The park will enable increased public access to the island’s breath-taking beauty, while safeguarding its natural treasures and unique species.
“Aotea will bring significant tourism, recreation and conservation benefits to the island and the Auckland region,” Ms Barry says. “I have no doubt visitors will enjoy walking through its forests and spectacular coastal landscapes so close to our largest city.”
Created from reclassified stewardship land, Aotea Conservation Park spreads over more than 12,000 hectares, or 43 per cent of the island.
“It protects not only the landscape and native forests of the island for everyone to enjoy, but also helps ensure a future for rare animals like the chevron skink.”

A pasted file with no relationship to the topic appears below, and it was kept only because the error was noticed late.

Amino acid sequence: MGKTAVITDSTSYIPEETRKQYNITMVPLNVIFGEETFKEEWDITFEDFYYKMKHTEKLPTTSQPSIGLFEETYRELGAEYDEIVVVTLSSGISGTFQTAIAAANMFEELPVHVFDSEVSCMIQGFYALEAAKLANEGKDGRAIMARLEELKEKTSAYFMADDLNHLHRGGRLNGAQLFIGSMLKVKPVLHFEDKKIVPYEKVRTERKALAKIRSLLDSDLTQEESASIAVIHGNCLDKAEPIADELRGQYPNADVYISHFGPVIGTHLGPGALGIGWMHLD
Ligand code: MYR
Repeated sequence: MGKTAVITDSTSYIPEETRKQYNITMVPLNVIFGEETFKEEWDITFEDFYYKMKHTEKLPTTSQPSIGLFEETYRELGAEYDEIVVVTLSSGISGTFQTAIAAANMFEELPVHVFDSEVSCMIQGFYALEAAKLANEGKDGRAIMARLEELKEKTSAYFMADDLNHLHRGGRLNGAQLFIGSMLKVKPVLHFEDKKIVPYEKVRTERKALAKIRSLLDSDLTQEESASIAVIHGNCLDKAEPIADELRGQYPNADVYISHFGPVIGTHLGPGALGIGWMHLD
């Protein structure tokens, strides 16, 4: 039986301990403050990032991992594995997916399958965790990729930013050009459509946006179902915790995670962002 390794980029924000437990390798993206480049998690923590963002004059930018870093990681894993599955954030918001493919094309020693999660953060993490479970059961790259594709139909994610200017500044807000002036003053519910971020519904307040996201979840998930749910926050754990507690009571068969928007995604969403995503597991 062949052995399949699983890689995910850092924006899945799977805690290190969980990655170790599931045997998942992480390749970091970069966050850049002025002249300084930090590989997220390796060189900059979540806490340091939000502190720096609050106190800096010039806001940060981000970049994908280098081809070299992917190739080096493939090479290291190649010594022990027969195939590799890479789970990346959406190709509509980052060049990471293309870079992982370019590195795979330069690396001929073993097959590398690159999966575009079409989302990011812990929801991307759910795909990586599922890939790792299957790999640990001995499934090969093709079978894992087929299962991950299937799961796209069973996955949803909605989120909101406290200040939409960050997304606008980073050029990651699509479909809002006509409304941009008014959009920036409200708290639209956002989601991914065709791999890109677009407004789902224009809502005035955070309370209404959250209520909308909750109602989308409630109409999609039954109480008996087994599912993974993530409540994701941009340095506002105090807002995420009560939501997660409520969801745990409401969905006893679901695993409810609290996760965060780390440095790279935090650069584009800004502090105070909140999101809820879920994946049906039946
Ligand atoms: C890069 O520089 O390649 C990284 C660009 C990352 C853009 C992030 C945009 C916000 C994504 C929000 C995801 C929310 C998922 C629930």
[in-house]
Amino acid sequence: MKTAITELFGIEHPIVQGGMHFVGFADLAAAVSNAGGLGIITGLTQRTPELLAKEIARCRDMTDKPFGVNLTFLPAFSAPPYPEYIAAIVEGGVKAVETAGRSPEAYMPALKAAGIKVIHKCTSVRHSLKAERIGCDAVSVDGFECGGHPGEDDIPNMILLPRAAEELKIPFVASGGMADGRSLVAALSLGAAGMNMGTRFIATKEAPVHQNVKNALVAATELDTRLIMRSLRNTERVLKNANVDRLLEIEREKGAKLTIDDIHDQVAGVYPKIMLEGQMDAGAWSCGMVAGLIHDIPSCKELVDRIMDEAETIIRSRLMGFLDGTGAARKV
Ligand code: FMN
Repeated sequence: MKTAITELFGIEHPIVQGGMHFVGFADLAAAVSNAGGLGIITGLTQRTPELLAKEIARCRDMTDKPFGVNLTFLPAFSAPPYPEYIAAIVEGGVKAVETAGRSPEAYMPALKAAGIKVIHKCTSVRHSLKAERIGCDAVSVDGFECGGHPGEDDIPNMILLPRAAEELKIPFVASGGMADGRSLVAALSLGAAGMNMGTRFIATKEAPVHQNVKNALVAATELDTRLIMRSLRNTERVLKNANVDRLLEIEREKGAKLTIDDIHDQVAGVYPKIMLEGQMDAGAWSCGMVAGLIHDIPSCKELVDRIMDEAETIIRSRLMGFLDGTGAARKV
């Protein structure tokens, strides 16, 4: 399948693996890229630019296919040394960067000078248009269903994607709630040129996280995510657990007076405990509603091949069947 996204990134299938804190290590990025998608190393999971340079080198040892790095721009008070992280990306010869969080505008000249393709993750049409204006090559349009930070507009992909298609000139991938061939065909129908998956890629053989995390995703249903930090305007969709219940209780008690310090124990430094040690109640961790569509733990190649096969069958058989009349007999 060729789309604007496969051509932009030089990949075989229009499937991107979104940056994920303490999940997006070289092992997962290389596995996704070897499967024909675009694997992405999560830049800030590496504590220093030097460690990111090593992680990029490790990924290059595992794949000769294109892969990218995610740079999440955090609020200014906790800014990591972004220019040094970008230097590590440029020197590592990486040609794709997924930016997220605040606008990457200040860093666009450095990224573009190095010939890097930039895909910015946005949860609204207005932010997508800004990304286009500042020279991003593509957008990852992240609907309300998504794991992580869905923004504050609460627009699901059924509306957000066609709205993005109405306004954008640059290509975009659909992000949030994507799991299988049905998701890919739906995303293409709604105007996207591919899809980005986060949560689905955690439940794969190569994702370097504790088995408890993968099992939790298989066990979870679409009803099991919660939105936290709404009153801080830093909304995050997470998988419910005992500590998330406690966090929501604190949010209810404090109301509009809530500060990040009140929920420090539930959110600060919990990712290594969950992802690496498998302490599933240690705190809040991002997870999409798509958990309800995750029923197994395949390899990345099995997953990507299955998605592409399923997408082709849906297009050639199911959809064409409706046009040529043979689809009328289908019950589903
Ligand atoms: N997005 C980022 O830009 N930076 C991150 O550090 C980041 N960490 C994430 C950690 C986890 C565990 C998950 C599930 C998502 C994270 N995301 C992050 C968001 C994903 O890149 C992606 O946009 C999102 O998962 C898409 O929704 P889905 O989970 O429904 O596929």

Great Barrier is a crucial habitat for the chevron skink, which is one of New Zealand’s rarest reptiles, the North Island kaka, the pateke/brown teal and the black petrel.
Its forests contain mature kauri trees and are home to the Great Barrier tree daisy, a plant found only on the island.
An advisory committee of up to 10 members, drawn from the local community and iwi, will be established to assist the Department of Conservation running the park. Nominations open next week and will close at the end of May.
“The Government has already invested $2.5 million to repair damage to tracks, huts and other island infrastructure after last year’s storm,” Ms Barry says.